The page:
When two suburban Australians set out to create a new tech company, they didn’t even bother trying to get any outside funding.
As Atlassian co-founder Mike Cannon-Brookes told Kara Swisher on the Recode Decode podcast, it was 2002 and the idea of secure funding for a startup in Australia was virtually unheard of.
“In 2002 it was nuclear winter for tech, we were two knuckleheads with no experience and we were in Australia,” Cannon-Brookes says on the podcast.
“We didn’t even bother trying to get funding in the early days.”
And this proved to be a strategic advantage for Atlassian, with the founders forced to focus on generating revenue from day one.
“That’s where our disruptive model came from – we had to be profitable. We didn’t really have a choice,” he says.
“It was become profitable and grow or die. If you made it through that gauntlet then you become really successful.”
He says that three years into building the workplace collaboration software company investors started to become interested, but with the startup proving sustainable already, there wasn’t any reason for the pair to take outside funding.
“We always asked them, ‘why would we take money? We’re growing and we’re profitable’,” Cannon-Brookes says.
“They would have a whole bunch of reasons and we wouldn’t believe them so we’d move on.”
Cannon-Brookes says that the typical Silicon Valley mentality of seeking huge funding rounds from the get-go is flawed, and founders should be more careful when toying with venture capital.
“It’s a mistake to have it as the default choice,” he says.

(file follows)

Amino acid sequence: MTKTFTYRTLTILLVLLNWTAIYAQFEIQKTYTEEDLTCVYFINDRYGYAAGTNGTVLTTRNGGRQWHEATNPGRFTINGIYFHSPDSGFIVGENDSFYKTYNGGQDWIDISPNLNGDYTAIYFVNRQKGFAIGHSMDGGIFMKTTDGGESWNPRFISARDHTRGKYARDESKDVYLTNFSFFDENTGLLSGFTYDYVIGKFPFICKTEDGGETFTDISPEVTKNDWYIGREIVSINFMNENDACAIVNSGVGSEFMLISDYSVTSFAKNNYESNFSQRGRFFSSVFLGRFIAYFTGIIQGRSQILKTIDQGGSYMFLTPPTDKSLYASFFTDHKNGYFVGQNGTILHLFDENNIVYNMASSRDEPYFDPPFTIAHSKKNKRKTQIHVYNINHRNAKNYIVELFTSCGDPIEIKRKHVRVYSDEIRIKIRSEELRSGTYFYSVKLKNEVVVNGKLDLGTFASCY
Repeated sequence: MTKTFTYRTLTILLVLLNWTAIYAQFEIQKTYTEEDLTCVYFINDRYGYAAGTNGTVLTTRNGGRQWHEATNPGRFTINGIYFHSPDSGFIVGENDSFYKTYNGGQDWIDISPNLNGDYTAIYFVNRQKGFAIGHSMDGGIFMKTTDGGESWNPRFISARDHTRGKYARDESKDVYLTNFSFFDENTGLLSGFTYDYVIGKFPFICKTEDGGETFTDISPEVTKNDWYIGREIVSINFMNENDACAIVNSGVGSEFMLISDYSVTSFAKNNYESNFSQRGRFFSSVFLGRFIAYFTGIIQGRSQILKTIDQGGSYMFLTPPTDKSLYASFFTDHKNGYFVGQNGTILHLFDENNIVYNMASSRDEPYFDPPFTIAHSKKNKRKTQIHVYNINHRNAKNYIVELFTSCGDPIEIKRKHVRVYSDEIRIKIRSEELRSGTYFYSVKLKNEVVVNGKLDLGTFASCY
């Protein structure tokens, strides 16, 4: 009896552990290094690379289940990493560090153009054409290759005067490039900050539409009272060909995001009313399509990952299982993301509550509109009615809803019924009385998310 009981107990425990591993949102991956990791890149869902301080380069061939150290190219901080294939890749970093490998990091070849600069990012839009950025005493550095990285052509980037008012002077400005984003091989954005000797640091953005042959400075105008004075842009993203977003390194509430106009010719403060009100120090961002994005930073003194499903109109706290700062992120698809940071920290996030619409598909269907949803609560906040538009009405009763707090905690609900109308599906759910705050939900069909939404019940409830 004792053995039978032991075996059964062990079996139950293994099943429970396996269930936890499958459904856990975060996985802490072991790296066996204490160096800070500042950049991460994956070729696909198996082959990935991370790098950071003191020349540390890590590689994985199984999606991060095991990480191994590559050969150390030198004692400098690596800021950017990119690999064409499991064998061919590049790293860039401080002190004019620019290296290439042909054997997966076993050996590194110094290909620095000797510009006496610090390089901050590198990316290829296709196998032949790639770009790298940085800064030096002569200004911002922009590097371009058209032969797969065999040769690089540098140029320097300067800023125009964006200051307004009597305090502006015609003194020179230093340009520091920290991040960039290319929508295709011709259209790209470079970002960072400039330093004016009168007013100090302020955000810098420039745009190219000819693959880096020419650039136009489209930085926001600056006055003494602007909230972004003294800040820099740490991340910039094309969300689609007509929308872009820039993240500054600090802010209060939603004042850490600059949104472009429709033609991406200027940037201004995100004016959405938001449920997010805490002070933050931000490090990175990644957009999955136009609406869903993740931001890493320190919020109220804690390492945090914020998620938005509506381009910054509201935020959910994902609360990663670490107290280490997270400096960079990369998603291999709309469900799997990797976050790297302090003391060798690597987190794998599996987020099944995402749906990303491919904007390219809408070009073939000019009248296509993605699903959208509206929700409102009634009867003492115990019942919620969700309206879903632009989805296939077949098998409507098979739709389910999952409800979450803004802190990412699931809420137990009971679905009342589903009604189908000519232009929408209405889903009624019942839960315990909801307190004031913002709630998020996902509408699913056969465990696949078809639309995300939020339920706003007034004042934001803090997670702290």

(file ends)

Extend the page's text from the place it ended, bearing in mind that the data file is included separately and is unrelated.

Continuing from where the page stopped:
“It’s a mistake to not think about why you’re doing it and what changes it’ll make to your business.”
Eventually, with an IPO on the horizon, Atlassian closed a $60 million funding round from Accel in 2010.
But Cannon-Brookes says this was all about a strategic partner and not the money.
“It was seven years in and we had our heads down for all that time,” he says.
“When we looked up we had built something really special, we had a lot of runway ahead of us and we needed some help.
“They originally wanted to put in more and we wanted them to put in less. We would’ve taken $5 million. It was like a negotiation in reverse – the whole process was quite unusual.”
Atlassian has now grown into a figurehead of the Australian tech sector, and recently completed a public listing in the US that valued the company at more than $8 billion.
But the core values of the company remain the same, the founder says.
“Our DNA as a company has always been to be profitable, to make money by selling things,” Cannon-Brookes says.
“We had gotten away from some of the bad habits you develop if you can always just go and get money.
“The DNA of the company has always been about driving customer value, selling software with a disruptive model and being quite lean about the way we do it.”